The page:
Fallen sol­dier ever present at track and field meet

10th an­niver­sary of Mark Graham Me­mo­rial Track and Field Meet

The Hamilton Spectator - - FRONT PAGE - STEVE MILTON

If pic­tures are worth a thou­sand words, Dan Clark doesn’t have to say much to de­scribe Mark Graham to the ath­letes who did not know him.

Clark, who is the pres­i­dent of the 91st High­landers Ath­letic As­so­ci­a­tion and coached Graham at Sir Al­lan Mac­Nab when the teen was tear­ing up On­tario tracks, is the meet di­rec­tor of the Mark Graham Me­mo­rial Track and Field Meet that turns 10 this week.

The 2017 edi­tion, at which the $1,000 Mark Graham Me­mo­rial Schol­ar­ship will be pre­sented to an ath­lete headed to univer­sity next year, runs at Mo­hawk Sports Com­plex from 9:30 a.m. to 4 p.m. on Thurs­day.

“I al­ways take two pic­tures of Mark to the meet to show the kids,” Clark says. “One in his ser­vice dress uni­form, and one of him in grade 11 or 12 walk­ing down the track after a race. It’s an amaz­ing shot. He al­ways pulled the straps down from his body­suit after he ran. You can see ev­ery mus­cle.

“The kids all go, ‘Oh, my God!’ They might not re­mem­ber him, but word of mouth spreads it. Mark was a spec­i­men, no doubt about it. He was so de­vel­oped. A pic­ture-per­fect body for run­ning. He was per­fect for the 400.”

The 400 me­tres was Graham’s race. While at Mac­Nab he won five OFSAA gold medals, four of them over 400 me­tres. He ran a ter­rific leg for Canada’s 4 x 400 me­tre re­lay team at the 1992 Olympics in Barcelona. And the boys’ and girls’ in­vi­ta­tional 400 me­tres are the sig­na­ture events of ev­ery Mark Graham Me­mo­rial meet.

Graham, who went to univer­sity at Ne­braska and Kent State on track schol­ar­ships and later en­tered the mil­i­tary, was killed at the age of 33 on Sept. 4, 2006, in Afghanistan, when two Amer­i­can air­craft, mis­tak­ing his pla­toon for Tal­iban in­sur­gents, fired on them.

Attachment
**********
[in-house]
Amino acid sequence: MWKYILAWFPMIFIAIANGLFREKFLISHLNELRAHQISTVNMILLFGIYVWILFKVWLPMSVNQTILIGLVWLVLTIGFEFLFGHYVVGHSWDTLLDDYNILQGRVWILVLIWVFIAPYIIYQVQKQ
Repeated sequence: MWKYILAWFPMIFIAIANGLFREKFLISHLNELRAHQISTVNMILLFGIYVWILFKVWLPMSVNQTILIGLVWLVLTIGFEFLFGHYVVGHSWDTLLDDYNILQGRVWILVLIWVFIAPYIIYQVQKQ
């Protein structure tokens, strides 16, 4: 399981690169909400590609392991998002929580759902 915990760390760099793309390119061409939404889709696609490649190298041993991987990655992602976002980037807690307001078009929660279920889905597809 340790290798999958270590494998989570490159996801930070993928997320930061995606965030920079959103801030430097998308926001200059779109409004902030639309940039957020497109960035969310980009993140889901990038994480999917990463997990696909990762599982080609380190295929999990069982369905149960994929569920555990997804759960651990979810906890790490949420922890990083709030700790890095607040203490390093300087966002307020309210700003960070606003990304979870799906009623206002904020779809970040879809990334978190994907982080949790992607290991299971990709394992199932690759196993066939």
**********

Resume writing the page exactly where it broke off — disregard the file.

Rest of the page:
The stu­dents and staff of Mac­Nab or­ga­nized a track meet in his hon­our, and the first year there were “300 to 400” par­tic­i­pants. The 91st High­landers came on board to help and on Thurs­day there will be as many as 1,400 par­tic­i­pants. Maybe more.

“We knew we had to find a way to keep his name alive and part of the track scene,” Clark says.

“To be hon­est, when it got as far as the sec­ond and third year, I was pleas­antly sur­prised,” says Al­bert Graham, Mark’s fa­ther. “But 10 years? That’s great.

“It’s an ex­cel­lent meet. Over the years I’ve seen so many great young ath­letes. So many of the young peo­ple don’t re­mem­ber Mark, and when they ask the ques­tion, ‘What was he like?’ It makes me feel good.”

Clark, who kept in touch with his for­mer star long after he left Mac­Nab, says Graham was al­ways smil­ing “and he had a great at­ti­tude.”

Part of Graham’s per­son­al­ity is built right into the meet. There are no of­fi­cial en­tries, and ath­letes are en­cour­aged to take part in any event that at­tracts them. Even, and es­pe­cially, one they haven’t tried be­fore.

In last year’s meet 105 rac­ers ran the midget girls’ 100 me­tres.

“We open it right up,” Clark ex­plains. “Mark would have said, ‘Let ev­ery­one do what they want.’”

The only lim­ited races are the Mark Graham 400 me­tre in­vi­ta­tional races, one for boys, one for girls.

Last year, the even­tual Nos. 1, 2 and 4 fin­ish­ers in the OFSAA se­nior girls’ 400 com­peted at the Mark Graham meet.

And this year, Clark has asked an­other ris­ing Hamil­ton sprint star, West­dale’s Miles Misener Daly, to run his first com­pet­i­tive 400.

In full 400-me­tre flight, Graham “was a treat to watch,” said Clark.

“It was a re­laxed style with power. He had a very easy way of run­ning. I don’t want to make a com­par­i­son at all, but think of (Al­berto) Juan­torena, the great Cuban 800-me­tre run­ner. Well, there’s Mark, but in the 400.”

Graham’s par­ents, Linda Learn and Al­bert Graham, have over the years spent time with many young track and field ath­letes at the meet named in hon­our of their son.

“A fewer older ones say: ‘Your son mo­ti­vated me when I was in Grade 3,’” Al­bert Graham says. “It makes us feel good.

“When we watch the races, there might be one or two who re­mind us of the way Mark used to run. It brings back good mem­o­ries, and then it brings back, ‘Oh he’s not here.’

“I think he should be here at this meet, just to see what peo­ple think of him.”


Graham, show­ing the power and form that made him an Olympian, in a May 1991 file photo com­pet­ing for Mac­Nab.


Mark Graham was killed by friendly fire in Afghanistan in 2006.

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